Registral extremes are the areas of pitch space where the material nature of sound, the fact that we are dealing with vibration, with molecules moving in space, bodies affecting bodies, becomes most clear. Sound is a haptic phenomenon: we sense low register sounds as much in our stomachs as in our ears. The vocabulary we use to describe pitch space manifests this to a different degree depending on the language we speak. Whereas in English, sounds are placed in a vertical line, a continuum between low and high, in Spanish, my native tongue, sounds themselves are conceived as bodies: high sounds are agudos (which means sharp or piercing) and low sounds are graves (heavy, big).
Historically, most music has taken place in the central region of this space, probably because this is the optimal area for the identification of pitch patterns, but there is also a growing body of works where the primary concern is the investigation of registral extremes. I have been interested in exploring the structuring capabilities of register for several years, so when I learned that ELISION was coming to UB I decided to take the opportunity to concentrate on dense sonorities in the lowest part of the register, writing for a quartet of contrabass clarinet, baritone saxophone, trombone and double bass. The result was a piece where the highest notated pitch after transposition is a major third below middle c.
The title of the piece, eigengrau, alludes to another semantic field common in discussions of sound: that of color. The term means "intrinsic grey" in German, and denotes the uniform dark background that many people report seeing in the absence of light.

Igor Coelho A.S Marques:
Noturno is a sort of autobiographical piece for actor/poetry reciter, an 8-piece mixed chamber ensemble, and a stereo fixed media track, in which I deal with some of my nightly anxieties via three poems by Brazilian poet Ferreira Gullar. The first, Teu corpo, explores the inconsistency in seeking to define one's identity in the notion of an unfathomable soul, rather than in the concrete realities of their body. Then, Exercício de Relax emulates an insomniac's self-soothing bedtime routine, and Dentro sem fora closes with some paradoxical ontological aphorisms.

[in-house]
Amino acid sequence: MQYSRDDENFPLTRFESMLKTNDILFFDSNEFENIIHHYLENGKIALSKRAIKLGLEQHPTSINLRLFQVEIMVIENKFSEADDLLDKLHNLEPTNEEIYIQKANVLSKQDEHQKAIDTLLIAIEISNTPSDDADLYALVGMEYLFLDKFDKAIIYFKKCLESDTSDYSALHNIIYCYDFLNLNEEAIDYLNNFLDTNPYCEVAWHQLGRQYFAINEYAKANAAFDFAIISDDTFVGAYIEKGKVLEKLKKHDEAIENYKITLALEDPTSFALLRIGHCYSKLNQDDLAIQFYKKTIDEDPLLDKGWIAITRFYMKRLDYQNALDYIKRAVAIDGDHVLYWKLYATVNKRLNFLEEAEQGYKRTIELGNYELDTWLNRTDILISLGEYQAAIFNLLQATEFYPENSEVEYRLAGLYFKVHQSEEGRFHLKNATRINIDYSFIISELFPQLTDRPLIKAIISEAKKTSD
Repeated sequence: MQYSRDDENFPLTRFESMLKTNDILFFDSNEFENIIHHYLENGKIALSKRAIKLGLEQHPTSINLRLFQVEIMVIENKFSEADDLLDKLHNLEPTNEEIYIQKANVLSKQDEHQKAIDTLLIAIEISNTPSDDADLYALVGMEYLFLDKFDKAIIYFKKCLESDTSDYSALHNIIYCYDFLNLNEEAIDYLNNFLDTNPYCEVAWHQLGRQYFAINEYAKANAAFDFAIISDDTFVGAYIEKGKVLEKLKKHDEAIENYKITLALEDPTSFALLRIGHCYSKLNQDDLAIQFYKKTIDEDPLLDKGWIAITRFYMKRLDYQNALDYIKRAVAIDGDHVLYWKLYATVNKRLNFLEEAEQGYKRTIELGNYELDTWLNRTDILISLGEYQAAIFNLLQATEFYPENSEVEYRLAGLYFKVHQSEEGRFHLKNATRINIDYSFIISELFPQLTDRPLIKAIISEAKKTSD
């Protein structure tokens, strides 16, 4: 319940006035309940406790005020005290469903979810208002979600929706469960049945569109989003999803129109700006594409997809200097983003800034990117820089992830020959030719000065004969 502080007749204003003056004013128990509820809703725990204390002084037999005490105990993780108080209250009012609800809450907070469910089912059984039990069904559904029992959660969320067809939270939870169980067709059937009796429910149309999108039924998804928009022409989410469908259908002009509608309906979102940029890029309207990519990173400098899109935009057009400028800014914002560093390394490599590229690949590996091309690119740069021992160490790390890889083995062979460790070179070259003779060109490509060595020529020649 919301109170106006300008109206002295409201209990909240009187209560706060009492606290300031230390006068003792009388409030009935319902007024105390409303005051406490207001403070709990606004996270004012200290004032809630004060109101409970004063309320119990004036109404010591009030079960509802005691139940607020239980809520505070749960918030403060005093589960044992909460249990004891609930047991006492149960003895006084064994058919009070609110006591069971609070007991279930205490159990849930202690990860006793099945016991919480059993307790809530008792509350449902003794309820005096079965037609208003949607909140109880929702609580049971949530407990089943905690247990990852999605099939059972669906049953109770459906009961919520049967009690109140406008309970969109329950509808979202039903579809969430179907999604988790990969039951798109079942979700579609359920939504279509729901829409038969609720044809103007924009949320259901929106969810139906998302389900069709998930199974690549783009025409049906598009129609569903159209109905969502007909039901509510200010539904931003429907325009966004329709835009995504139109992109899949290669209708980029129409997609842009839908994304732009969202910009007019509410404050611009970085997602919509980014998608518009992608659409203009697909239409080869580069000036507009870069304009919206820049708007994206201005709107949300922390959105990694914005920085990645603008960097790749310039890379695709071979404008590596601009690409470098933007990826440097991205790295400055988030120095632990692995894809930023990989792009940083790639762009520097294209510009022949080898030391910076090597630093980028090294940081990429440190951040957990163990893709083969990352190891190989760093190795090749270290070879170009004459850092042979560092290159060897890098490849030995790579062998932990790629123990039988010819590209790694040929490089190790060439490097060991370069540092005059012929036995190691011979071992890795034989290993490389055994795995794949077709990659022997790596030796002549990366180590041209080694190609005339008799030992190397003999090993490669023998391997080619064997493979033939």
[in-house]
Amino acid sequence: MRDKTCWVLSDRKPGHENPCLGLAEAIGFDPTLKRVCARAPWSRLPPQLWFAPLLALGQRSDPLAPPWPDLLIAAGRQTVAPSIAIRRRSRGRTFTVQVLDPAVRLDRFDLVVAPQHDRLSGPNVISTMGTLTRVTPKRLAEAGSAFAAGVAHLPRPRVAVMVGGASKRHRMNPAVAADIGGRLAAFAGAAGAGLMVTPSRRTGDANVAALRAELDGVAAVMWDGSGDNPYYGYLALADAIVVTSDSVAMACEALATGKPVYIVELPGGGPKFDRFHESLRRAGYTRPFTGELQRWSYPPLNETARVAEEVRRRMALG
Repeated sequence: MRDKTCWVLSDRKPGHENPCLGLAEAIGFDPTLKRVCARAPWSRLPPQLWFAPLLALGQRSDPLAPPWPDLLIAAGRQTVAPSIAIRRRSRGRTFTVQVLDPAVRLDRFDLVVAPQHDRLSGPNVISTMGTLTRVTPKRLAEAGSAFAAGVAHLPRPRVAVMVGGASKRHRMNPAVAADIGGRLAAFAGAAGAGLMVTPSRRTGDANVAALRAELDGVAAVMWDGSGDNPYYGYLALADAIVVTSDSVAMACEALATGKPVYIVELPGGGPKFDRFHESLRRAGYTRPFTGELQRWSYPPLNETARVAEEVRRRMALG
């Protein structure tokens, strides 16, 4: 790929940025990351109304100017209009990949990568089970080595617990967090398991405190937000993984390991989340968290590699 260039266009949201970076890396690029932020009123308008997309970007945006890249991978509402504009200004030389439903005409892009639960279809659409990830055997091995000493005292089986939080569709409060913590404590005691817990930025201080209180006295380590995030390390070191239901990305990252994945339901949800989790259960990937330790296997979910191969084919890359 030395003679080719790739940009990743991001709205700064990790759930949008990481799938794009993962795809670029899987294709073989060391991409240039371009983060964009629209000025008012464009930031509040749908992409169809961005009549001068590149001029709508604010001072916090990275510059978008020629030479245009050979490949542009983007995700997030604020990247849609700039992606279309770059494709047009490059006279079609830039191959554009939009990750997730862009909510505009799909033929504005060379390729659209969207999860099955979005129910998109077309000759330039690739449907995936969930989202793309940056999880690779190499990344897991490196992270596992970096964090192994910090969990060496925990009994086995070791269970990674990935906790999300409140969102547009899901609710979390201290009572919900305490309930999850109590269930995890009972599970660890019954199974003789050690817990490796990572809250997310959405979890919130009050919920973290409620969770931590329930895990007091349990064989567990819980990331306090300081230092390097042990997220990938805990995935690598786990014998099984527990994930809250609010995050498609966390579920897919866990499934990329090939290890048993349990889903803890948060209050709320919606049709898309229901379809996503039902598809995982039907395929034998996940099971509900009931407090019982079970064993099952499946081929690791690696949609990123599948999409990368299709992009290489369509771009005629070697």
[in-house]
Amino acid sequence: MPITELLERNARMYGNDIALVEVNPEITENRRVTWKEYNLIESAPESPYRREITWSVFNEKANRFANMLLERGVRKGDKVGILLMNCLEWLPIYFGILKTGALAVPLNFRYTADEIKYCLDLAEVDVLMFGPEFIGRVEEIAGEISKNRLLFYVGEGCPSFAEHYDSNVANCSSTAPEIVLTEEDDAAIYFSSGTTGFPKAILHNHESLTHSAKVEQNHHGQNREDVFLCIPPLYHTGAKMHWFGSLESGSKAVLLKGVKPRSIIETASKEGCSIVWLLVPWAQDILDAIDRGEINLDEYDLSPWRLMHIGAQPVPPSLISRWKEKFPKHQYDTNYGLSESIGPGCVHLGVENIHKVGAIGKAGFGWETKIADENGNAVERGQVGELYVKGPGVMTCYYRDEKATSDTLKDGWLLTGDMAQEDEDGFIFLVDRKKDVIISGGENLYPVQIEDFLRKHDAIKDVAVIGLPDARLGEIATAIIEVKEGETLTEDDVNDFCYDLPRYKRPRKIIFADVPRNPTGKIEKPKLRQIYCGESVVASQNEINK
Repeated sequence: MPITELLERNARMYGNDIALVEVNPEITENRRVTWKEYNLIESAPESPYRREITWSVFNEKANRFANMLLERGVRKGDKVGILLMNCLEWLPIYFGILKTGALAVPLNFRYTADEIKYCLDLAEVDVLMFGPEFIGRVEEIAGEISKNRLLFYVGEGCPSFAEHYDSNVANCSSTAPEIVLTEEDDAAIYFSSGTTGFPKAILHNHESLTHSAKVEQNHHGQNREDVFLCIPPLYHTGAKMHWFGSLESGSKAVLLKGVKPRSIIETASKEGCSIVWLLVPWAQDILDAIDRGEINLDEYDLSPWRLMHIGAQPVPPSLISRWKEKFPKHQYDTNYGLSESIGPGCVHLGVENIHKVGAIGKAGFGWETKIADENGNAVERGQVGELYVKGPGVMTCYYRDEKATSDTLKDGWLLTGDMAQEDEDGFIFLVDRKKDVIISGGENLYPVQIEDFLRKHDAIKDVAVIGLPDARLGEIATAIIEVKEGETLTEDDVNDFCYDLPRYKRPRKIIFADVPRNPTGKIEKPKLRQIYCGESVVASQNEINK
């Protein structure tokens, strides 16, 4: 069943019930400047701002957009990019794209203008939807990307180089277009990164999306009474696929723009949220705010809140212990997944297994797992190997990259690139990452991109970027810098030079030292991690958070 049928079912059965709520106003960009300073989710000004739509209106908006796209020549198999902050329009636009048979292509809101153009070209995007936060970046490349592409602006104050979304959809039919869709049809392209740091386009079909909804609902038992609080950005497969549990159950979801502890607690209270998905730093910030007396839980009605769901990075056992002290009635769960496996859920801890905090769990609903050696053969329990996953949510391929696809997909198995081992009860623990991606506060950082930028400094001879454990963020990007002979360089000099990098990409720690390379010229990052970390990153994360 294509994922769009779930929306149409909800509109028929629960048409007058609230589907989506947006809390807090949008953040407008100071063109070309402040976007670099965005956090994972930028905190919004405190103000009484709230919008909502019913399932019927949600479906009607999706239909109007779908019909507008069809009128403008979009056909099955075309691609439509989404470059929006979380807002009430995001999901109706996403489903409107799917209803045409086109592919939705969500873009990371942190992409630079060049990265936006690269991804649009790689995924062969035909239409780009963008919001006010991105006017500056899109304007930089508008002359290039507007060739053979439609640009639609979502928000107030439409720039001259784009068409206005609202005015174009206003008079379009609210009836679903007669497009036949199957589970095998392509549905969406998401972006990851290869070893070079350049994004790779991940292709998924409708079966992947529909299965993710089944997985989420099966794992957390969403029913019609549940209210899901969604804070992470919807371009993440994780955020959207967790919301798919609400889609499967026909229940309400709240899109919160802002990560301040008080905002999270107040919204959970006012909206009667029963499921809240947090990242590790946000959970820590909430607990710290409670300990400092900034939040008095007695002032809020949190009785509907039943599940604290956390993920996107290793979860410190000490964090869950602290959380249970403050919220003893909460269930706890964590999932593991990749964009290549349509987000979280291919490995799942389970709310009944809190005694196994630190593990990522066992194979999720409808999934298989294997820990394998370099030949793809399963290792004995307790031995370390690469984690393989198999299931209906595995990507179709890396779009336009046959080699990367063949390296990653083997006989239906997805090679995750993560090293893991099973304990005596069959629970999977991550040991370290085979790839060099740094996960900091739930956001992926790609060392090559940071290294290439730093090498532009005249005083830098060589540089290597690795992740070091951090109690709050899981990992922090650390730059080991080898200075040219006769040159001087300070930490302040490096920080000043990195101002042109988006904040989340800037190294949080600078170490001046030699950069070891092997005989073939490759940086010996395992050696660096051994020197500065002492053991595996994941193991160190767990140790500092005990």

While the focus, sonically and theatrically, remains on the actor reciting the poems, the instrumental ensemble and the electronics play a crucial role in inflecting the text and spinning a narrative from the juxtaposition of these three different poems. A counterpoint of breathy and airy noises with metallic and distorted ones populates the first third of Noturno, while the drummer's gestures rise in entropy, painting a picture of increasing tension that counterposes the relaxing affirmations of Exercício de Relax. Relaxation eventually comes in the form of tonal and metrical stability, but this stability--or the illusion thereof--is short-lived, and quickly erodes away as the actor closes the work by reciting Dentro sem fora three times, each more disconsolate than the previous.

Alex Huddleston:
"My piece is titled Books II III VI VII XI XVII XXIV XXIX XLI. I would like to tell you some details of its construction. It is scored for Tenor Trombone, Bass, Soprano and Tenor Saxophone, Contrabass and Soprano Clarinet, seven guitar Pedals and Amplifier, fixed electronics, with limited amplification. Of the five musicians, all excepting the guitar pedals will be arrayed in a partial arc on the stage. The Clarinetist will sit closest to the audience on the right-most end of the arc, facing to the left; beside him will be the bass, beside her will be the Trombone, beside him will be the Saxophone. The manipulator of the pedals is seated behind them. The two speakers, stereo, will be rotated from their traditional position at the far left and right of the stage, such that the L channel will sound in the rear left corner, while the R channel will sound in the front left corner.
Both the trombone and the guitar pedals will have their sounds taken into a microphone, and displaced to the rear left corner. The piece is 25 minutes long. There are 6 autonomous musical strands occurring simultaneously - Each of which is an exploration of continuity as foundation - none of which are coordinated in any musical, or technical way. Each autonomous musical strand equally divides the total duration into some number of equal segments - the electronics are in 7 parts, the guitar pedals in 11, the Trombone in 17, the Bass in 24, the Saxophone in 29, and the Clarinet in 41. When conveyed through notation, each segment is indexed to the page - thus every page within a single stream is exactly the same length of time. Rhythms, Meters, & Tempi are not employed for the structure of time. A page may contain more or less material, having a clear sonic impact - more material within the same page = less time = faster. less material = more time = slower. In this way, the material of the music is imbricated in a notational network of nested imprecisions, ambiguities, aleatorea.
I have focused my descriptions to the structural elements of this work, rather than those of emotion or phenomenon. They have been written into the music, and cannot be rewritten in prose here. Therefore I invite you to hear the work for yourself with or without the information above in mind as you listen."

Alex also wrote a blog post about this text, and more generally about the possibilities and problems of connecting verbal language with music.

We look forward to listening to these works during ELISION's workshop, which will take place on April 24th at 2 PM in Lippes Concert Hall at Slee Hall.